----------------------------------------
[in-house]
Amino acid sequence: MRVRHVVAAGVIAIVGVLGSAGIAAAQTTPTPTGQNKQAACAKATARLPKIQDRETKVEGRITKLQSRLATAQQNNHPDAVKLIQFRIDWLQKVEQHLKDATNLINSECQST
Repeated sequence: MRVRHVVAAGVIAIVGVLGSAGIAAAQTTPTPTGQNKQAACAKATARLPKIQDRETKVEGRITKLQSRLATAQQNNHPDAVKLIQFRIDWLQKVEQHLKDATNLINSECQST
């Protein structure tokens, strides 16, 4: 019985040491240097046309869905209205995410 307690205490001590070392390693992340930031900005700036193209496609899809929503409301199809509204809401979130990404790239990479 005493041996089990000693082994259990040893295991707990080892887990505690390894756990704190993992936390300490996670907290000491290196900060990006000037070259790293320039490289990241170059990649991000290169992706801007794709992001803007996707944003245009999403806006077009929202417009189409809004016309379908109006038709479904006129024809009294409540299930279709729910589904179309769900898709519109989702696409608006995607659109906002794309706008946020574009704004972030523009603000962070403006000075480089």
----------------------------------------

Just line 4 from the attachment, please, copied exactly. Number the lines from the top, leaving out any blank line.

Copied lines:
């Protein structure tokens, strides 16, 4: 019985040491240097046309869905209205995410 307690205490001590070392390693992340930031900005700036193209496609899809929503409301199809509204809401979130990404790239990479 005493041996089990000693082994259990040893295991707990080892887990505690390894756990704190993992936390300490996670907290000491290196900060990006000037070259790293320039490289990241170059990649991000290169992706801007794709992001803007996707944003245009999403806006077009929202417009189409809004016309379908109006038709479904006129024809009294409540299930279709729910589904179309769900898709519109989702696409608006995607659109906002794309706008946020574009704004972030523009603000962070403006000075480089």